“On one hand the Tent City is a means to an end, to demand specific things from the government and society. But it’s also it’s an end in and of itself. It’s a communal space where people share, they come together they share stories, their experiences. The rent here isn’t astronomical, there’s no one barking down your neck. There’s no police harassment here, it’s a safe spot to come together, to talk and be human and it’s got a lot of potential to grow.”

– Maxim Winther of VanAct!

Why are you here at Tent City?

“I can’t speak on behalf of everyone or for the community but only for myself now, remember. The big thing is to learn. For me a great sociology experiment, you I know just sit down right in the middle of it and just look around and do an observational study. It helps recharge me. To say, how do you treat people with respect? What are you trying to gain from this? What I’m trying to learn is how to get along. How do you bring this group of people together? What a great experiment! Social anarchy, ok? This is what Chomsky, McLuhan, UBC Prof Neil Guppy are talking about. All those people that I worked/studied under, tried to understand now I get to participate. How are we gonna get these guys to clean-up? So I said ok well what’s my part? One thing I can do is pick stuff up. I can keep the place lookin fairly clean out there so that we have a better public image. All sudden I had people sayin good job, looks nice so it felt good. It also gave me chance to be on the front line. To interact with people, so when people would come up to me and talk I would have to talk back, to respond and try to do it in way that brings ‘em in…

…Right now I feel like I’m sorta at the center of the center of the universe because I really believe all the eyes are on Vancouver right now 2010 this is a moment of history. We can make of it what we want. We get a chance to make it be something that people say o those people made a mess that’s all they did or we can say look what they did they built something beautiful. This is all possible and I see these people tryin to do something about it but coordinating all these people we got great energy but there’s also people with mental here, eh? How do we incorporate that? How do we find a room for them? Us, me with my mental illness and their mental illness and build this into a beautiful place? Social anarchy. What my part was, I saw something I could do, went and did it, so I felt good about that. So there’s a piece of the puzzle, I’m sure there’s lots more…”

– Anonymous DTES homeless resident

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NEW COALITION, NEW DEMAND: PROROGUE THE OLYMPICS

January 11, 2010

PRESS CONFERENCE:

NEW COALITION, NEW DEMAND: PROROGUE THE OLYMPICS!

Jan 11, 2010 VANCOUVER, Coast Salish Territories – With one month until the opening ceremonies of the 2010 Olympic Games, a network of Downtown Eastside (DTES) groups and supporters are calling on the Government of Canada to prorogue the Olympics.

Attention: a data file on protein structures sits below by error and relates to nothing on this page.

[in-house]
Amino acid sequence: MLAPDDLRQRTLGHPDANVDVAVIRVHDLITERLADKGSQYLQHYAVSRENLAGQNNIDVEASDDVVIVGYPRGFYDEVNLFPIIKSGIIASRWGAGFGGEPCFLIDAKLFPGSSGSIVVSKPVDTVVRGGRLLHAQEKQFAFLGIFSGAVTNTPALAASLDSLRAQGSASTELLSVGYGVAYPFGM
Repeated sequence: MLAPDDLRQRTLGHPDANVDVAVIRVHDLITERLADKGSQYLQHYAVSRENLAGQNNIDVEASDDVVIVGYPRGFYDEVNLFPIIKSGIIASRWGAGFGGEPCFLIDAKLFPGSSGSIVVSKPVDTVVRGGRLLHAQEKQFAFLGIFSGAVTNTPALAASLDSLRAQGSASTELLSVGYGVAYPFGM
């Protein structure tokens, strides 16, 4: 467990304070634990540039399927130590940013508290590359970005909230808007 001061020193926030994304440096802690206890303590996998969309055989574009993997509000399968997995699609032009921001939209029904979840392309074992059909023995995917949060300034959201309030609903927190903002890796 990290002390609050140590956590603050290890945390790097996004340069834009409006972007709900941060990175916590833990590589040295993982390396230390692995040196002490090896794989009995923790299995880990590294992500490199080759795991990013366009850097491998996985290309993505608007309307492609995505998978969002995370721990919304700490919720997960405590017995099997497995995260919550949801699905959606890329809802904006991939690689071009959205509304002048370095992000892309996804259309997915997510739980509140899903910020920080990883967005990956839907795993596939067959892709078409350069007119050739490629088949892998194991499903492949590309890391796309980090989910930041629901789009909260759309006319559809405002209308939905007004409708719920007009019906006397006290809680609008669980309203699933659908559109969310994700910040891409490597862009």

“Harper and other politicians are always quick to point out the undemocratic nature of other countries. To us, Canada is a failed state given the consistent and systematic failure of all levels of government to address the pressing issues of homelessness, gentrification, missing and murdered women, poverty, and criminalization in the DTES. We are demanding that the government prorogue the Olympics!” states Harsha Walia, Project Coordinator at the Downtown Eastside Womens’ Centre.

The DTES Justice for All Network consisting of Carnegie Community Action Project, DTES Women Centre Power of Women Group, Vancouver Area Network of Drug Users, DTES Elders Council, Streams of Justice, Vancouver Action, Impact on Communities Coalition, PACE, DTES Neighbourhood House and others will be organizing and participating in a month-long series of events. The launch will be taking place with a press conference on Tues Jan 12 at 3 pm at 133 Powell Street.

The Downtown Eastside of Vancouver is the poorest postal code in Canada, while British Columbia has the highest poverty rate in the country.  Wendy Pedersen of the Carnegie Community Action Project states: “Money spent on the Olympics could have ended homelessness and poverty in my neighbourhood, the Downtown Eastside.  Instead, the Olympics has been an informal target date for “revitalizing” the DTES which has made it easier for developers to sell condos in our area.  Low-income residents have been pushed out by higher land prices which cause rent increases and evictions. The area is becoming more uncomfortable to those who have lived here for decades.”

According to Stella August, member of the DTES Power to Women Group, “The police have launched a series of crackdowns against the poor in time for the international media and the tourists. We are angered at the hypocrisy of a government that closes down emergency shelters and refuses to build proper housing, while allowing police to harass and displace homeless people. People should matter more than corporate profits.”

According to Dave Diewert of Streams of Justice, “Forcing people into shelters is not a solution to homelessness; it simply renders it invisible to the mediated gaze of international tourists and investors. We need new secure, adequate, and accessible low-income housing that truly addresses the homelessness crisis of our city. We will raise a ruckus during and beyond the Olympics until that happens.”

“We want all the people coming to Canada to know about the unimaginable violence that has taken the lives of so many women in the DTES,” states Beatrice Starr of the DTES Power to Women Group. “Every year the list of murdered and missing women continues to grow, but our society just sees them as another stereotype or another statistic. It is shameful that there is the political will to host the Olympic Games, but little support for our call for justice for our sisters and daughters and friends.” Last year, the United Nations Committee on the Elimination of Discrimination Against Women wrote: “Hundreds of cases involving aboriginal women who have gone missing or been murdered in the past two decades have neither been fully investigated nor attracted priority attention.”